Athlete Li Zhenqiang, who represents China in the Olympic equestrian events hosted in Hong Kong, today (August 20) visited the "Heavenly Horse - The Horse in Chinese Art and Culture" exhibition currently being held at the Hong Kong Museum of History.
Born in Dongguan in Guangdong Province, Li is one of the six riders representing China for the first time at the Olympic equestrian events. Having completed the competition, Li took the opportunity to visit the exhibition before leaving for the Mainland.
At the exhibition, he paid special attention to several star exhibits, including the gilt bronze steed of the Han dynasty (206 BC-AD 220), the bronze figurines of guards of honour with horses and chariots of the Western Jin dynasty (265-316), the white clay figurine of a dancing horse and the "Sancai" figurine of a horse in mid-air with a female rider of the Tang dynasty (618-907), the Qing dynasty bronze horse head from Yuanmingyuan (the Old Summer Palace in Beijing) and Giuseppe Castiglione's "Yingjizi" of the Qing dynasty (1644-1911).
He noted that although equestrian sports in modern China developed relatively late compared with other countries, the exhibition showed that China had a long history of horse breeding and training, which was manifested in some of the exhibits, such as the thousand-year-old mural of a polo game and figurine of a dancing horse of the Tang dynasty. He added that he hoped China would have a remarkable future in equestrian sports.
Jointly presented by the State Administration of Cultural Heritage and the Leisure and Cultural Services Department, organised by the Hong Kong Museum of History and Art Exhibitions China, and sponsored by the Bank of China (Hong Kong) Limited, the "Heavenly Horse" exhibition is timed to coincide with the equestrian events of the Beijing 2008 Olympic Games.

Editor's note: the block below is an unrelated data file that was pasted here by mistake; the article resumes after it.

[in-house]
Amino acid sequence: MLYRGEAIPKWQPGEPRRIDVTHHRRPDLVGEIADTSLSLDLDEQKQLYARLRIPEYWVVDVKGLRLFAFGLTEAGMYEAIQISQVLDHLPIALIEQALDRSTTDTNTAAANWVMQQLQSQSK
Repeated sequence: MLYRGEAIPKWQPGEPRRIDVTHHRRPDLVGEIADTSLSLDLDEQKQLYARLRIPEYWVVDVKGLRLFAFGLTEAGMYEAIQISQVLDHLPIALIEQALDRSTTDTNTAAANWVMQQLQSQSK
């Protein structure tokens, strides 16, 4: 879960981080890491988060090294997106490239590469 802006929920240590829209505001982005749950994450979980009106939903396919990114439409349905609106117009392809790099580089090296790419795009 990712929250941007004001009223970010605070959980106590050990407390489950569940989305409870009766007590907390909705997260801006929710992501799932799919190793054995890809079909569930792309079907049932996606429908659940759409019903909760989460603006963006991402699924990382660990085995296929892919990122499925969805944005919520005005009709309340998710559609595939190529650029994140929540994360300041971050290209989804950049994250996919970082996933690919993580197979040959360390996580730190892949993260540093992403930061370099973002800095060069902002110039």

Featuring 60 sets of valuable artefacts and works of art selected from 28 cultural institutes in China, the exhibition presents various historical themes in Chinese equine culture, such as the evolution of horse tack, political developments, social life, and religious beliefs and art, with the aim of providing visitors with a greater understanding of the relationship of the horse with Chinese culture in different periods. Other spectacular artefacts on display include the Qin (221-206 BC) terracotta saddled horse, the figurine of a guard-of-honour horse of the Northern Dynasties (386-581), the postal station pass and Zhao Mengfu's "Yinma Tu" of the Yuan dynasty (1279-1368). The exhibition will be held until October 13.
The Museum of History is located at 100 Chatham Road South, Tsim Sha Tsui, Kowloon. It opens from 10am to 6pm from Monday to Saturday and from 10am to 7pm on Sundays and public holidays. The museum is closed on Tuesdays (except public holidays).
Admission for the "Heavenly Horse" exhibition is $20 and a half-price concession is available to full-time students, senior citizens and people with disabilities. No free admission on Wednesdays.
Ends/Wednesday, August 20, 2008
Li Zhenqiang, an athlete representing China in the Olympic equestrian events in Hong Kong, visited the "Heavenly Horse - The Horse in Chinese Art and Culture" exhibition today (August 20) at the Hong Kong Museum of History. Picture shows Mr Li appreciating the bronze horse and chariot, one of the star exhibits.
Li Zhenqiang, one of the athletes representing China in the Olympic equestrian events in Hong Kong, visited the "Heavenly Horse - The Horse in Chinese Art and Culture" exhibition today (August 20) at the Hong Kong Museum of History. Picture shows Mr Li appreciating the "'Sancai' figurine of a horse in mid-air with a female rider", one of the star exhibits.